[0011] A sixth aspect of the present invention is to provide a method of treating a rigid die insert to reduce crack propagation and raise yield stress. The rigid die insert comprises a Rene 95 superalloy having a plurality of gamma-prime particles, each of the gamma-prime particles having a particle size. The method comprises the steps of: providing the rigid die insert; heating the rigid die insert to a first temperature for a first predetermined hold time, the first temperature being a temperature below a solvus temperature of the Rene 95 superalloy; forced-air cooling the rigid die insert; quenching the rigid die insert at room temperature in a bath, thereby dissolving larger gamma-prime particles; and aging the rigid die insert at a second predetermined temperature for a second predetermined hold time, whereby the particle size of each of the plurality of gamma-prime particles is refined, thereby reducing crack propagation and raising the yield stress of the rigid die insert.

[0012] These and other aspects, advantages, and salient features of the invention will become apparent from the following detailed description, the accompanying drawing, example, and the appended claims.

BRIEF DESCRIPTION OF THE DRAWINGS

[0013] FIG. 1 is a schematic representation of a die assembly having a rigid die insert of the present invention; and

[0014] FIG. 2 is a plot of die lifetime for die inserts of the present invention versus prior-art die inserts.

DETAILED DESCRIPTION OF THE INVENTION

[0015] In the following description, like reference characters designate like or corresponding parts throughout the several views shown in the figures. It is also understood that terms such as “top,” “bottom,” “outward,” “inward,” and the like are words of convenience and are not to be construed as limiting terms.

[0016] Referring to the drawings in general and to FIG. 1 in particular, it will be understood that the illustrations are for the purpose of describing a preferred embodiment of the invention and are not intended to limit the invention thereto. FIG. 1 is a schematic cross-sectional view of a die assembly with the die insert of the present invention. Die 10, which is used to hot work working material 30, typically comprises two half segments 12 and 22. Each half segment 12 and 22 has an outer shell 14 and rigid a die insert 16. The outer shell 14 may be formed from a material such as, but not limited to, high strength tool steel.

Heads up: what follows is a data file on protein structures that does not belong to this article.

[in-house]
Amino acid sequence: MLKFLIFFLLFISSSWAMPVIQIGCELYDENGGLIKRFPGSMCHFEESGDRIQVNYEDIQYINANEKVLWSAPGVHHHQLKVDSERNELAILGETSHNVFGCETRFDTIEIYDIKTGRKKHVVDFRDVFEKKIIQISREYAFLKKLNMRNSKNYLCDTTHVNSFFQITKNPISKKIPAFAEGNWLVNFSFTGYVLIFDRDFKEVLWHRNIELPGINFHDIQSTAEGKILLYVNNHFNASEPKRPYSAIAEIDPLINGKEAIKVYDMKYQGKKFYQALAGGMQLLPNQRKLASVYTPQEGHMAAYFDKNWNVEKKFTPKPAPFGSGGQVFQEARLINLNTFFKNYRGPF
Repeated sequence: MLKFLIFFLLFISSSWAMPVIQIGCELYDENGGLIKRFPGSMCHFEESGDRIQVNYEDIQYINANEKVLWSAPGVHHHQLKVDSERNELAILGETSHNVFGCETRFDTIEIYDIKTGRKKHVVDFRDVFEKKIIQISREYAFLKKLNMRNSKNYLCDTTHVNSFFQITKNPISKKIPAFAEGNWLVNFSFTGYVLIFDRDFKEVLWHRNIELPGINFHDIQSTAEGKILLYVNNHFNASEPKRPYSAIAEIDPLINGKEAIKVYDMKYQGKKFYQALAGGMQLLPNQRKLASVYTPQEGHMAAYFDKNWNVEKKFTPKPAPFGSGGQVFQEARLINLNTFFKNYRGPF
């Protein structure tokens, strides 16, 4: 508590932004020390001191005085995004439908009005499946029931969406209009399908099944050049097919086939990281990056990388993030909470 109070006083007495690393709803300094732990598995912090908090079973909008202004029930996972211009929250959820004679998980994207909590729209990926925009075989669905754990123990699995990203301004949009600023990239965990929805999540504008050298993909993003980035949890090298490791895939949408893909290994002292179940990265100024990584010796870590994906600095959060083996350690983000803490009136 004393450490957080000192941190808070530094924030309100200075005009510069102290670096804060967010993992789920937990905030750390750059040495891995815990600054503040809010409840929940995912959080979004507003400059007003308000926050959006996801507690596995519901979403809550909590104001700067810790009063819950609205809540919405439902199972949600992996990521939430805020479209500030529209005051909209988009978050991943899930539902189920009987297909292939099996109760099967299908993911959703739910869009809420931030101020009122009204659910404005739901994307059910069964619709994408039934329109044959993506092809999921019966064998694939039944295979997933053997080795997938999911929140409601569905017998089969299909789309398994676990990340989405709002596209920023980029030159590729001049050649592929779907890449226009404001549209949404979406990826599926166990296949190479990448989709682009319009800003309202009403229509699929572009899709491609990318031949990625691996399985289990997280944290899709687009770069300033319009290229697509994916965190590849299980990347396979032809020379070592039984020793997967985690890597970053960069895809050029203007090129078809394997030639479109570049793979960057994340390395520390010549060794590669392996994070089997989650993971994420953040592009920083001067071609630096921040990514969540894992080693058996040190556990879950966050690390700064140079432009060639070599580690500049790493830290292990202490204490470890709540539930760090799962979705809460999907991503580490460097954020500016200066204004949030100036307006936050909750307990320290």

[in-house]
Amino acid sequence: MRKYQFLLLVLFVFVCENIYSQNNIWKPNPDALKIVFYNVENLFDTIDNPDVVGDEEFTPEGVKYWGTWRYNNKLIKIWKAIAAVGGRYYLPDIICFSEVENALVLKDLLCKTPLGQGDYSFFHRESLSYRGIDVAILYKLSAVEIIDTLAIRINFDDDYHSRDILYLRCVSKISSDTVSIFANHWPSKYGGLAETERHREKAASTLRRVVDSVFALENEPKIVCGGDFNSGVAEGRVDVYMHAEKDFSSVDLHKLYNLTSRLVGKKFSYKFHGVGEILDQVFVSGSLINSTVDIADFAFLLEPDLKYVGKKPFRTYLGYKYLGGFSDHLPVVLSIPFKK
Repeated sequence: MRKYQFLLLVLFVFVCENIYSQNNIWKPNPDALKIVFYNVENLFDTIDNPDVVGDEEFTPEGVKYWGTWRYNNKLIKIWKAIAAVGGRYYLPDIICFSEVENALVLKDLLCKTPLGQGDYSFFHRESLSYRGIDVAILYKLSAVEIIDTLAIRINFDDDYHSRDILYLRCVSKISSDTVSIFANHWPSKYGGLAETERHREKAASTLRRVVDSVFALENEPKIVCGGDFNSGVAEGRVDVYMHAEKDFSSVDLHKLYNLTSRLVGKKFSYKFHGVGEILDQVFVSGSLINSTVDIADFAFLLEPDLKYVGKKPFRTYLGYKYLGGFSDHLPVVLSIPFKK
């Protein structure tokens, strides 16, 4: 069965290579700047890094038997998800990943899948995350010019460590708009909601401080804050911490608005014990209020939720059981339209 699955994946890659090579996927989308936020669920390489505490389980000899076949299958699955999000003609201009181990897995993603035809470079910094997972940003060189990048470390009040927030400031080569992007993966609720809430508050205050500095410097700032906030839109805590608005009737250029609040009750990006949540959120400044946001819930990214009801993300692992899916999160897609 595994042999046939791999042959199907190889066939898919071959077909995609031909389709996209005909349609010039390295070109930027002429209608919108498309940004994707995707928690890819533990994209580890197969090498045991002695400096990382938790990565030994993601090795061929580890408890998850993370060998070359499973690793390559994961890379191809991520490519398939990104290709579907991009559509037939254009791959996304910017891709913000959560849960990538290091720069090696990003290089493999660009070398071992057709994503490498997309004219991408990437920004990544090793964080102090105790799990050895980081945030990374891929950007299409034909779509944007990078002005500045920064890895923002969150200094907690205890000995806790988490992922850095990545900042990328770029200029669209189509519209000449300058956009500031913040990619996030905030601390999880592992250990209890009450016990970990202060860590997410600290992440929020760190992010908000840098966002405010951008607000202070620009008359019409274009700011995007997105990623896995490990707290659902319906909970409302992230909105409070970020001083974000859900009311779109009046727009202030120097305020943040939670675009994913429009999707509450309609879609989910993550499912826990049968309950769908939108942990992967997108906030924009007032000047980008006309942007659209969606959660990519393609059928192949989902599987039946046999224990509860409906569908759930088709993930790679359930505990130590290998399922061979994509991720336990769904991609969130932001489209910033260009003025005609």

[0017] The present invention provides a rigid die insert 16 having an extended usable life when used in hot forming operations. The rigid die insert 16 is made from a nickel-base superalloy, preferably Rene 95, and contains a plurality of fine-grained gamma-prime (γ′) particles uniformly distributed throughout the die. Rene 95 is a nickel-base superalloy comprising: between about 12 and 14 weight percent chromium; between about 7 and 9 weight percent cobalt; between about 3.3 and about 3.7 weight percent molybdenum; between about 3.3 and about 3.7 weight percent tungsten; between about 3.3 and about 3.7 weight percent niobium; between about 2.3 and about 2.7 weight percent titanium; between about 3.3 and about 2.7 weight percent aluminum; between about 0.04 and about 0.09 weight percent carbon; between about 0.006 and about 0.016 weight percent boron; between about 0.03 and about 0.07 weight percent zirconium; with the balance of the alloy being nickel. The present invention also provides a heat treatment process for dies made of the superalloy Rene 95 to extend the usable life of the die 10 when it is used in hot forming operations. The heat treatment has been shown to increase die life by over 87%.

[0018] As-received superalloy material, such as Rene 95, typically comprises a combination of large and small gamma prime (γ′) particles in a nickel matrix with a Rockwell hardness, Rc, of about 42. The central idea of the heat treatment of the present invention is to inhibit crack propagation and raise the yield stress by eliminating large gamma prime particles and thus obtain a more uniform size distribution of the gamma prime particles. This is achieved through heating the superalloy material to a sub-solvus temperature, followed by rapid cooling in a room temperature bath. This combination of heating and quenching dissolves the large gamma prime particles and creates a more uniform distribution of fine gamma prime particles. Following the quench, additional fine gamma prime precipitate are grown from solution by an aging process, which includes heating to a predetermined temperature for a specified hold time. Superalloy materials that are heat treated according to the present invention exhibit an increase in hardness. The measured Rockwell hardness, Rc, of Rene 95 material after the heat treatment according to the present invention is in the range from about 48 to about 52.